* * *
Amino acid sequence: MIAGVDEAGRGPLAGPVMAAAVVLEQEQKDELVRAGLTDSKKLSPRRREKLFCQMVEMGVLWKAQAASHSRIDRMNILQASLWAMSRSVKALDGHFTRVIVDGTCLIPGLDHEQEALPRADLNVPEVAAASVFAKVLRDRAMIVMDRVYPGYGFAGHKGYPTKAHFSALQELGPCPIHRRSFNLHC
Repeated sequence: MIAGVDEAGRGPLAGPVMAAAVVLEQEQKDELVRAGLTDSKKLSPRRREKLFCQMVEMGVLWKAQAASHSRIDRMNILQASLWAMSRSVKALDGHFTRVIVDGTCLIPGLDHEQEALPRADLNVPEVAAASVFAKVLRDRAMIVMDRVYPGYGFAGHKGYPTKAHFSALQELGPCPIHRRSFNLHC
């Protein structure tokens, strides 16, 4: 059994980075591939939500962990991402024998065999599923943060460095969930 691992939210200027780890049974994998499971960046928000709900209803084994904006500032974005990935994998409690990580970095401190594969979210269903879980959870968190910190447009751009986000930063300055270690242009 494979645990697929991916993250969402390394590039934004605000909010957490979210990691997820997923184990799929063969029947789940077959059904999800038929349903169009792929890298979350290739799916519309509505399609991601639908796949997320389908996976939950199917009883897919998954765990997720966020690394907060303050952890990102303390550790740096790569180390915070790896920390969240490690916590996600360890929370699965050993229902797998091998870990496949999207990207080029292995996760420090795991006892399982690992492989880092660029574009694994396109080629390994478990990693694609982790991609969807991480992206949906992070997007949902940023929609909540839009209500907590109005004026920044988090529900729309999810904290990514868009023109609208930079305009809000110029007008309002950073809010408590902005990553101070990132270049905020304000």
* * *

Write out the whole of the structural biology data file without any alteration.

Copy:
Amino acid sequence: MIAGVDEAGRGPLAGPVMAAAVVLEQEQKDELVRAGLTDSKKLSPRRREKLFCQMVEMGVLWKAQAASHSRIDRMNILQASLWAMSRSVKALDGHFTRVIVDGTCLIPGLDHEQEALPRADLNVPEVAAASVFAKVLRDRAMIVMDRVYPGYGFAGHKGYPTKAHFSALQELGPCPIHRRSFNLHC
Repeated sequence: MIAGVDEAGRGPLAGPVMAAAVVLEQEQKDELVRAGLTDSKKLSPRRREKLFCQMVEMGVLWKAQAASHSRIDRMNILQASLWAMSRSVKALDGHFTRVIVDGTCLIPGLDHEQEALPRADLNVPEVAAASVFAKVLRDRAMIVMDRVYPGYGFAGHKGYPTKAHFSALQELGPCPIHRRSFNLHC
């Protein structure tokens, strides 16, 4: 059994980075591939939500962990991402024998065999599923943060460095969930 691992939210200027780890049974994998499971960046928000709900209803084994904006500032974005990935994998409690990580970095401190594969979210269903879980959870968190910190447009751009986000930063300055270690242009 494979645990697929991916993250969402390394590039934004605000909010957490979210990691997820997923184990799929063969029947789940077959059904999800038929349903169009792929890298979350290739799916519309509505399609991601639908796949997320389908996976939950199917009883897919998954765990997720966020690394907060303050952890990102303390550790740096790569180390915070790896920390969240490690916590996600360890929370699965050993229902797998091998870990496949999207990207080029292995996760420090795991006892399982690992492989880092660029574009694994396109080629390994478990990693694609982790991609969807991480992206949906992070997007949902940023929609909540839009209500907590109005004026920044988090529900729309999810904290990514868009023109609208930079305009809000110029007008309002950073809010408590902005990553101070990132270049905020304000």